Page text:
MONROVIA – The 2023 Presidential elections has come down to a simple but complicated ironic twist of fate with a chance for voters to choose what many believe is the lesser of two evils- a former ruling party with an ax to grind – and an incumbent government, battling allegations of bad governance and corruption, believing that its predecessor is not deserving of a chance to return to power and should instead allow it to have its shot at a second term.
By Obediah Johnson
This will be the second time President Weah will battle Ambassador Joseph Nyuma Boakai of the Unity Party (UP) for the Liberian presidency in a runoff.
It can be recalled that in 2017, Mr Weah beat Ambassador Boakai by 61.5% to 38.5% of the votes.
But for the first round of voting of the October 10 polls, the two contenders were neck-to-neck with President Weah obtaining 804,087 votes (43.83%), and Ambassador Boakai acquiring 796,961 votes (43.44%).
The runoff was necessitated due to the failure of the 20 parties and independent candidates that contested the elections to obtain 50 percent plus one vote in keeping with the 1986 Liberian Constitution.
The incumbent Weah appears to be struggling to retain the presidency as evidenced by the intense political campaign activities and strategies being carried out by the CDC and other affiliating political parties.
The uncompromising stance of many Liberians yielding for a change in national leadership due to extreme hardship, poverty and growing wave of economic constraints they continue to encounter on a daily basis are the other reasons.
Records from the first round of voting show that about 57% of Liberians voted against retaining Weah as President.
Despite their rejection, the ruling CDC has been mounting efforts ranging from influencing other political parties and individuals by offering jobs, vehicles and reports of financial inducement to crossover.
Some executives and stalwarts of the party have been seen distributing parceled of rice to citizens in the leeward areas, particularly counties that were won by the UP during the first round.
There have also been reports of threats of dismissals of Commissioners, Chiefs, health workers and civil servants, among others undermining the re-election of President Weah by openly canvassing and supporting the opposition UP.
As for the UP, the party has been catching hell to raise finances to support its campaign activities across the country.
Though the party seems to have won the admiration of the majority, through the crossing over of other opposition political parties that did well, the procuring of campaign materials and other logistics are not forthcoming as expected by the party during the campaign period of the runoff.
Many Senators, Representatives and other local entrepreneurs supporting or aligning with the UP are compelled to spend their own monies to run campaign in Monrovia and other parts of the country due to the lack of a sustainable campaign budget.
The entire campaign period for the runoff has been characterized by endorsements, political realignments, reports of backstabbing and breakaways from political parties pledging support to the candidates based on financial inducement, personal gains or patriotism which is at the lowest.
The Collaborating Political Parties (CPP) of Mr. Alexander Cummings, which came fifth, after obtaining 29,613 votes (1.61%), endorsed the re-election of President Weah. However, the party’s Standard Bearer Cummings abstained from the decision after a committee setup presented its findings. The United People’s Party (UPP) took similar path.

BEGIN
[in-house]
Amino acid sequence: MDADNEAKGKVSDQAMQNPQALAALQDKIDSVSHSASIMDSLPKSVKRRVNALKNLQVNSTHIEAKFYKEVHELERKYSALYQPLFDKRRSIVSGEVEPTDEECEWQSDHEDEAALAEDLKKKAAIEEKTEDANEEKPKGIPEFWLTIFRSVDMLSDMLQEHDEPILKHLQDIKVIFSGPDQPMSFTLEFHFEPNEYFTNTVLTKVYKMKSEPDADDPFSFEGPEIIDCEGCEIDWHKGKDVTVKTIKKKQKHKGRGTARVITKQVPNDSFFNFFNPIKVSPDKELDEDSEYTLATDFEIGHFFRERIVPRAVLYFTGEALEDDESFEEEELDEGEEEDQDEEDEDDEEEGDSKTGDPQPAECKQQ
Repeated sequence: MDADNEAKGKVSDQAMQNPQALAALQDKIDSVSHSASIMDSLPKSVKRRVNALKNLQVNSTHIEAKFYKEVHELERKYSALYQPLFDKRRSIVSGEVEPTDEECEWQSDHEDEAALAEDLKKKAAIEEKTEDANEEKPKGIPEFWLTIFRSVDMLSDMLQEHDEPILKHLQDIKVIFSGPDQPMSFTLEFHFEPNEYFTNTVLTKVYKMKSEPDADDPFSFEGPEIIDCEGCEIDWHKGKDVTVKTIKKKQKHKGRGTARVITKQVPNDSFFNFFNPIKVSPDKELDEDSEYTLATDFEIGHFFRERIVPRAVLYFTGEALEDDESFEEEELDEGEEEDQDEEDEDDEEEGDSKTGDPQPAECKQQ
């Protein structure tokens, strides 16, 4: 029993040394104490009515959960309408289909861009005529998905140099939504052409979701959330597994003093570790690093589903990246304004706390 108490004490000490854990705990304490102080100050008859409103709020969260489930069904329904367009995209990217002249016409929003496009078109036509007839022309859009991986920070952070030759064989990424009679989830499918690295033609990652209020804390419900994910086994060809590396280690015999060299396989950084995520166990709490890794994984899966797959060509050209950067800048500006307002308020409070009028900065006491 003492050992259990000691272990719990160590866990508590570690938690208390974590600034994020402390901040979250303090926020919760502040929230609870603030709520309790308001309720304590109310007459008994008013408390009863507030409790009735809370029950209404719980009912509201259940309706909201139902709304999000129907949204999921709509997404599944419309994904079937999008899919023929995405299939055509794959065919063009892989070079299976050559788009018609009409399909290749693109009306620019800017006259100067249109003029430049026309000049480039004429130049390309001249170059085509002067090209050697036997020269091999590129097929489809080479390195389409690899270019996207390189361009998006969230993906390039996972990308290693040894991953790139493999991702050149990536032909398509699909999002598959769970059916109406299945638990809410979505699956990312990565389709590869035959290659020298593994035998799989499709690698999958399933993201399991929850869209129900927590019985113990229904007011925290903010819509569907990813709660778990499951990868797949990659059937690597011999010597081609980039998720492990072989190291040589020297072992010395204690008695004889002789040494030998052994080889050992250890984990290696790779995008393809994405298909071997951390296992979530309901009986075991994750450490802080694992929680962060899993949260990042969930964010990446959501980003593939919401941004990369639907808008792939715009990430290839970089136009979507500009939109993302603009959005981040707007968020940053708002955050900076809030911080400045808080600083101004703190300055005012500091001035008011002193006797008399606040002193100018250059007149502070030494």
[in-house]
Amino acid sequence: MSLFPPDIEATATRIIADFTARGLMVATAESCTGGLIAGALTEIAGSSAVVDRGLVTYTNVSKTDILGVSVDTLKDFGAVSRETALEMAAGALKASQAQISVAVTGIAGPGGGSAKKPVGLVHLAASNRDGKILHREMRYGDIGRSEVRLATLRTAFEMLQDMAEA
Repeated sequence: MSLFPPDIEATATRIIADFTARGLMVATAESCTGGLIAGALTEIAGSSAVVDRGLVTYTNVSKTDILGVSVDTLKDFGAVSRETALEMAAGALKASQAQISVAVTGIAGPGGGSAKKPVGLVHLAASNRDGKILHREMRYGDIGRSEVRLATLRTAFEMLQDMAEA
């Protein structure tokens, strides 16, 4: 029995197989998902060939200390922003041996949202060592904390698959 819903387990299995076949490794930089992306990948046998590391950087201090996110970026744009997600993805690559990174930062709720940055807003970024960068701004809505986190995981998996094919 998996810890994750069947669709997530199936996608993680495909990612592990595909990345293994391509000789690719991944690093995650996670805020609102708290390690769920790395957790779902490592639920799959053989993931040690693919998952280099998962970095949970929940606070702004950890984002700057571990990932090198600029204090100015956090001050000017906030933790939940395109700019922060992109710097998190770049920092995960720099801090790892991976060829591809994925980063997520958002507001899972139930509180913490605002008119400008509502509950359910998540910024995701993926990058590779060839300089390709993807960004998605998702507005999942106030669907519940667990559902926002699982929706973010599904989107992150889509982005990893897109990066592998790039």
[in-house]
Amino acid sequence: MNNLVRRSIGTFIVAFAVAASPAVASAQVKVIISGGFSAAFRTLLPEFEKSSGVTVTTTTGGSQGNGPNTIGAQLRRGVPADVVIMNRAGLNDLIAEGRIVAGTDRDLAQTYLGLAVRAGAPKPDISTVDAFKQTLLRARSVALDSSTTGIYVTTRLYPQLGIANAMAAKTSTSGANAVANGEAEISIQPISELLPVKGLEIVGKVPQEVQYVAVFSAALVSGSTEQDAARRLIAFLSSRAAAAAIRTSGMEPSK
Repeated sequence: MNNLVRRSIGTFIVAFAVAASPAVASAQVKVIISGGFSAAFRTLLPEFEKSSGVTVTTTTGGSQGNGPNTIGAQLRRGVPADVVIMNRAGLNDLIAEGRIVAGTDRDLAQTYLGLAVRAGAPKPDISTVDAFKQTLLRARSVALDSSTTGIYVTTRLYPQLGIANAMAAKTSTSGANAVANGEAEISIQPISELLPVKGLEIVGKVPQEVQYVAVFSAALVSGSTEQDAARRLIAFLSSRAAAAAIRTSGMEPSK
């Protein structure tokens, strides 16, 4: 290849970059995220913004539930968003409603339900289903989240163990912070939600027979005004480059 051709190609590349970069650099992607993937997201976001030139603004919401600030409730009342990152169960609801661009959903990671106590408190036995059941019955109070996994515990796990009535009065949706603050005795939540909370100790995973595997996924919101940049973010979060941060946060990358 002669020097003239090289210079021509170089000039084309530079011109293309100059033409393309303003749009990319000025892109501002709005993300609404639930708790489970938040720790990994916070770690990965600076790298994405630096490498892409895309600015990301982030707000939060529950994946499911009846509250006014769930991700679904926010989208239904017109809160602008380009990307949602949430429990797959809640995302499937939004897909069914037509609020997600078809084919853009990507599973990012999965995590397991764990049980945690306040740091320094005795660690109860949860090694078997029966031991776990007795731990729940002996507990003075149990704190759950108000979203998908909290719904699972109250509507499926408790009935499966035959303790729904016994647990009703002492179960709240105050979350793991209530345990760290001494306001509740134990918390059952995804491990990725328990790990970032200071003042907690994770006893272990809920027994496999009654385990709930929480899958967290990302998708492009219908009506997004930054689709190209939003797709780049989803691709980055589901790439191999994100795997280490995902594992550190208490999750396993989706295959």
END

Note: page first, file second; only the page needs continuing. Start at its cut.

Senators and representatives-elect and defeated have also pledged their support to ensure that President Weah is reelected. Paramount among them are: Gbenzongar Findley of Grand Bassa, Luther Collins of Gbarpolu County district # 2, defeated Montserrado senatorial candidate Chernor Jalloh, Wokie Dolo, Lawrenso Korquoi (Nimba County) among others.
The youth leagues of few other opposition parties, including the Alternative National Congress, African Liberation League, Liberia Rebuilding Party, All Liberian Party, Liberian People’s Party, National Democratic Coalition, Liberia National Union, Liberty Party, All Liberian Coalition Party, and the Movement for Progress Change also endorsed Weah.
The CDC has been accused of dishing out cash to buy the endorsements of key political opponents, including popular talkshow host Henry Costa.
Costa, one of the planners of the famous June 7 protest noted for using derogatory comments against President Weah and his government officials, surreptitiously endorsed the Liberian leader, ahead of the runoff. Critics accused him of receiving US$60,000 to run a smear campaign and propaganda against Ambassador Boakai.
Few political parties that performed well during the first round of voting, including the Grassroot Development Movement of Edward Wade Appleton, All Liberia Coalition of Lusinee Kamara and the Liberian People’s Party (LPP) of Counselor Tiawan Gongloe endorsed Boakai.
GDM acquired 40,271 votes (2.20%), ALCOP got 35, 988 (1.96%), while the LPP accumulated 26,394 (1.44%). The Liberia First Movement (LFM) of Presidential Candidate Shiekh Kouyateh which obtained 5,100 votes or 0.28% also endorsed the UP flagbearer.
Gbarpolu County Senator-elect and former Finance Minister Amara Konneh, a strong confidante of ex-Liberian President Ellen Johnson Sirleaf, follow suit along with scores of other current and former lawmakers including Jonathan Sogbie and Milton Teahjay, of River Gee and Sinoe counties respectively.
Despite these endorsements and realignment, some political parties have been split as a result of the decisions made by their National Executive Committees to endorse the UP or CDC.
Many executives of the CPP, including former Foreign Affairs Minister Toga MCintosh, declined to support the CDC after his party had taken a decision. He and several others crossed over to the UP to support its Standard Bearer.
In the same vein, the Vice Standard Bearer of ALCOP, former Representative Matthew Darblo led few executives of the party to support President Weah, despite the decision taken by the party’s Standard Bearer Lusinee Kmara to support Ambassador Boakai.
The Chairman of GDM John Sonie and other executives also took issues with their Standard Bearer Edward Wade Appleton for “unilaterally” endorsing Ambassador Boakai without the consent of the National Executive Committee. The aggrieved partisans reacted by pledging their support to the reelection of President Weah.